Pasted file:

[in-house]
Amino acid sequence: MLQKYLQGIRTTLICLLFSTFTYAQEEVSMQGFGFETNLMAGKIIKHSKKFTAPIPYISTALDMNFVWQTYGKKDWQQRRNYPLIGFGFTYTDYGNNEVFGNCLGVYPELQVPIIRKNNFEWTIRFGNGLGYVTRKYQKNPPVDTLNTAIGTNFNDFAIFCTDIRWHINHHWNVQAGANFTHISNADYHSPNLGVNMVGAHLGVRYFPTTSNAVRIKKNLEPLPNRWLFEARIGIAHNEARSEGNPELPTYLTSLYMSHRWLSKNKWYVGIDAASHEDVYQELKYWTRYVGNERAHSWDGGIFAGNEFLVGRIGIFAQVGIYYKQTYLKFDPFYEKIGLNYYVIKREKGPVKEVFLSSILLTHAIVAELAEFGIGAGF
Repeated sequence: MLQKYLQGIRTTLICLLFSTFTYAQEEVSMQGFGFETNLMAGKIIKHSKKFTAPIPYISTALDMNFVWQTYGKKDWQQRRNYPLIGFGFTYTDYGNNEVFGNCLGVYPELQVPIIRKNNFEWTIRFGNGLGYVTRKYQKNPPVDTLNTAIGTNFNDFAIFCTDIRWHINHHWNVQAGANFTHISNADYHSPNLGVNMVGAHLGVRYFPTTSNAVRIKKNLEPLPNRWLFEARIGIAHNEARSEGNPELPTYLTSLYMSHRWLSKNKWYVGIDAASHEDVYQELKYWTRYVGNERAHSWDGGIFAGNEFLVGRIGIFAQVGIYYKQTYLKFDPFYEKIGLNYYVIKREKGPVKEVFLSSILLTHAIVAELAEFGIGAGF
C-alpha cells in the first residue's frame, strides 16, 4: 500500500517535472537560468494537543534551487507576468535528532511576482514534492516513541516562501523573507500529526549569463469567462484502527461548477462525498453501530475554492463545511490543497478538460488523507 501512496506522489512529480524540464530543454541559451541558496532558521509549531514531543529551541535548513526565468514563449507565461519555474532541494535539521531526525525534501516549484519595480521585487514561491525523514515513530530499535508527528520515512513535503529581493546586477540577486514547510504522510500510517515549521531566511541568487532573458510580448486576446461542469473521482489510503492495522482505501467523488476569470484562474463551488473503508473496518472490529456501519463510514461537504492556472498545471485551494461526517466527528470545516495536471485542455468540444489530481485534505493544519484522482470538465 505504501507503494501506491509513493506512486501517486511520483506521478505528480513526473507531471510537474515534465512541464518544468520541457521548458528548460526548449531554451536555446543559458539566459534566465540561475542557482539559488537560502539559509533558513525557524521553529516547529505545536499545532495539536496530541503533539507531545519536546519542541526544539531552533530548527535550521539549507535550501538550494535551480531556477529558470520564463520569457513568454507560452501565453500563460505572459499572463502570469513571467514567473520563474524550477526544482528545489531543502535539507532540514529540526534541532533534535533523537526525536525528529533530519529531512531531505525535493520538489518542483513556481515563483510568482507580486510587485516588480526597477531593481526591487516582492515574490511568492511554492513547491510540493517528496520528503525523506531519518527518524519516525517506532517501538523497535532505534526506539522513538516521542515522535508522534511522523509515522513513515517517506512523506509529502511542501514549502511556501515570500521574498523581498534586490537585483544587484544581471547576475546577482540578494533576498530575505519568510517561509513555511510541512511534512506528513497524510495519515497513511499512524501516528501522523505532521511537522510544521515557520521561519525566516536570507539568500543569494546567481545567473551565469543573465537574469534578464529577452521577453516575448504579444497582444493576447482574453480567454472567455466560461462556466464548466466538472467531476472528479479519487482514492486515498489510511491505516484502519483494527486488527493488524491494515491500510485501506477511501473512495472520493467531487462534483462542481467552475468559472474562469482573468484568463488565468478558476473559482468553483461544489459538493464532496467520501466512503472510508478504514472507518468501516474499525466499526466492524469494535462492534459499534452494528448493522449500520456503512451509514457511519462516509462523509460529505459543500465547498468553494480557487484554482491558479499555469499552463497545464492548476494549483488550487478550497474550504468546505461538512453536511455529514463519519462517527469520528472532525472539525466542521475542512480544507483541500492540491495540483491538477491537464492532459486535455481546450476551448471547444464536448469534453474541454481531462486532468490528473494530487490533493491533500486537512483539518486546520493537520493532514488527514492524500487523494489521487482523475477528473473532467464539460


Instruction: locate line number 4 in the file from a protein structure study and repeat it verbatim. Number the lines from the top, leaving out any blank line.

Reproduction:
C-alpha cells in the first residue's frame, strides 16, 4: 500500500517535472537560468494537543534551487507576468535528532511576482514534492516513541516562501523573507500529526549569463469567462484502527461548477462525498453501530475554492463545511490543497478538460488523507 501512496506522489512529480524540464530543454541559451541558496532558521509549531514531543529551541535548513526565468514563449507565461519555474532541494535539521531526525525534501516549484519595480521585487514561491525523514515513530530499535508527528520515512513535503529581493546586477540577486514547510504522510500510517515549521531566511541568487532573458510580448486576446461542469473521482489510503492495522482505501467523488476569470484562474463551488473503508473496518472490529456501519463510514461537504492556472498545471485551494461526517466527528470545516495536471485542455468540444489530481485534505493544519484522482470538465 505504501507503494501506491509513493506512486501517486511520483506521478505528480513526473507531471510537474515534465512541464518544468520541457521548458528548460526548449531554451536555446543559458539566459534566465540561475542557482539559488537560502539559509533558513525557524521553529516547529505545536499545532495539536496530541503533539507531545519536546519542541526544539531552533530548527535550521539549507535550501538550494535551480531556477529558470520564463520569457513568454507560452501565453500563460505572459499572463502570469513571467514567473520563474524550477526544482528545489531543502535539507532540514529540526534541532533534535533523537526525536525528529533530519529531512531531505525535493520538489518542483513556481515563483510568482507580486510587485516588480526597477531593481526591487516582492515574490511568492511554492513547491510540493517528496520528503525523506531519518527518524519516525517506532517501538523497535532505534526506539522513538516521542515522535508522534511522523509515522513513515517517506512523506509529502511542501514549502511556501515570500521574498523581498534586490537585483544587484544581471547576475546577482540578494533576498530575505519568510517561509513555511510541512511534512506528513497524510495519515497513511499512524501516528501522523505532521511537522510544521515557520521561519525566516536570507539568500543569494546567481545567473551565469543573465537574469534578464529577452521577453516575448504579444497582444493576447482574453480567454472567455466560461462556466464548466466538472467531476472528479479519487482514492486515498489510511491505516484502519483494527486488527493488524491494515491500510485501506477511501473512495472520493467531487462534483462542481467552475468559472474562469482573468484568463488565468478558476473559482468553483461544489459538493464532496467520501466512503472510508478504514472507518468501516474499525466499526466492524469494535462492534459499534452494528448493522449500520456503512451509514457511519462516509462523509460529505459543500465547498468553494480557487484554482491558479499555469499552463497545464492548476494549483488550487478550497474550504468546505461538512453536511455529514463519519462517527469520528472532525472539525466542521475542512480544507483541500492540491495540483491538477491537464492532459486535455481546450476551448471547444464536448469534453474541454481531462486532468490528473494530487490533493491533500486537512483539518486546520493537520493532514488527514492524500487523494489521487482523475477528473473532467464539460